6. How did the British succeed in securing the submission of the rebel landowners of Awadh?
The British succeed in securing the submission of the rebel landowners of Awadh by adopting various methods such as
—> They announced a reward for loyal landowners.
—> They were assured that they would be allowed to continue to enjoy traditional rights over their lands.
—> Those who had rebelled were told that if they submitted to the British, and if they had not killed any white people, they would remain safe and their rights and claims to land would not be denied.
7. In what ways did the British change their policies as a result of the rebellion of 1857?
Changes in the policies of the British after the suppression of the rebellion of 1857:
—> British Crown took over the control of administration – The British Parliament passed an Act in 1859, under which, the powers of the East India Company were transferred to the British Crown. The British government was now directly responsible for ruling India.
—> Provided a sense of security to the local rulers – The ruling chiefs of the country were assured that their territories would never be annexed by the British. However, they had to swear allegiance to the British crown. They also abolished the Doctrine of Lapse, thereby allowing rulers to pass on their kingdoms to adopted sons.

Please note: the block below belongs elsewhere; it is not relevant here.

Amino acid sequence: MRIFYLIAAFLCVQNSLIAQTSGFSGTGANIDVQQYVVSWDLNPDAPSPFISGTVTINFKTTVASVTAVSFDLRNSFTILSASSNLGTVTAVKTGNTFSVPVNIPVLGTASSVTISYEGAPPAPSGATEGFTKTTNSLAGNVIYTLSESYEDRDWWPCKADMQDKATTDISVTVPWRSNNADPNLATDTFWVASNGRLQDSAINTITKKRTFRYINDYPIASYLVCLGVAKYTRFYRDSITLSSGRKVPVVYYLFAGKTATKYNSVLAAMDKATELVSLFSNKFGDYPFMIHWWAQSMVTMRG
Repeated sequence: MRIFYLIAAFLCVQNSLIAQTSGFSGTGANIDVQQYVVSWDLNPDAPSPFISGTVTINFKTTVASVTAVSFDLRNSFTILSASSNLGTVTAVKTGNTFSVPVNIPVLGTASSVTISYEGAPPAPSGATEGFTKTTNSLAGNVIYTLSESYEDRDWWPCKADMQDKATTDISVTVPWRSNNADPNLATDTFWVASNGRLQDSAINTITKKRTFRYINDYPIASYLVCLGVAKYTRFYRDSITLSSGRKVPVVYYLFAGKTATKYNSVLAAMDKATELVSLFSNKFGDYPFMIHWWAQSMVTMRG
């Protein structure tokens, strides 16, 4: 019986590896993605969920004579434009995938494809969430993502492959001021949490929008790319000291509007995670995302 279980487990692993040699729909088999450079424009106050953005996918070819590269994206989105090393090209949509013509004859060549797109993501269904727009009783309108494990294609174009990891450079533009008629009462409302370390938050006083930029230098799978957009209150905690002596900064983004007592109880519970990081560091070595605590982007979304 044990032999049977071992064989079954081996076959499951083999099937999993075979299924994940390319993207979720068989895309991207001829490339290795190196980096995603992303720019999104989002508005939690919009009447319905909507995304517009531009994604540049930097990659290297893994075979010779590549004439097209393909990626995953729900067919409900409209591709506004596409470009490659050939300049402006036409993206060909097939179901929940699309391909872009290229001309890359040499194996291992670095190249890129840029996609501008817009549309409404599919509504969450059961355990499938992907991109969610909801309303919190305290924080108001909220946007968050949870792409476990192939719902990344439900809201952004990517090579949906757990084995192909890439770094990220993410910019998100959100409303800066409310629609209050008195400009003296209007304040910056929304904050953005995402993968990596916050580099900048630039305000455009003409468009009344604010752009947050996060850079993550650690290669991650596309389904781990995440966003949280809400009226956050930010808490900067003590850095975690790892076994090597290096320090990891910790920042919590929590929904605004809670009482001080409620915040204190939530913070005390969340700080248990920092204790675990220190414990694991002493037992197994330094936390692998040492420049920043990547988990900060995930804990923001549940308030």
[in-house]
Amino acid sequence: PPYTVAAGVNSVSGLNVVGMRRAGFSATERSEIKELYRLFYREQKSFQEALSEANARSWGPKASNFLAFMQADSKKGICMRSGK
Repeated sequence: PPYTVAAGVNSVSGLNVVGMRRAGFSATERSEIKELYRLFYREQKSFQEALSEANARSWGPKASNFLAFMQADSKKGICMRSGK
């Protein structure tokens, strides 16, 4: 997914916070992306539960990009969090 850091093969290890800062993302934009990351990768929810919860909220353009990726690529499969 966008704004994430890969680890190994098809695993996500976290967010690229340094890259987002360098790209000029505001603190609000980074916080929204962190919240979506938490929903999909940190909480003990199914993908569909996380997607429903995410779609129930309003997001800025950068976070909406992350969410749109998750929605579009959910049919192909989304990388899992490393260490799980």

—> Provided a sense of security to landowners – Policies were made to protect landlords and zamindars, and give them the security of rights over their lands.
—> Reorganised the army- The proportion of Indian soldiers in the army was reduced and the number of European soldiers in the army was increased.
—> Treated the Muslims with suspicion and hostility – Considering them to be responsible for the rebellion in a big way, the British confiscated the land and property of Muslims on a large scale.
—> Promised non-interference in the sphere of religion – The British assured the people of India that their religious and social practices would be respected and not interfered with.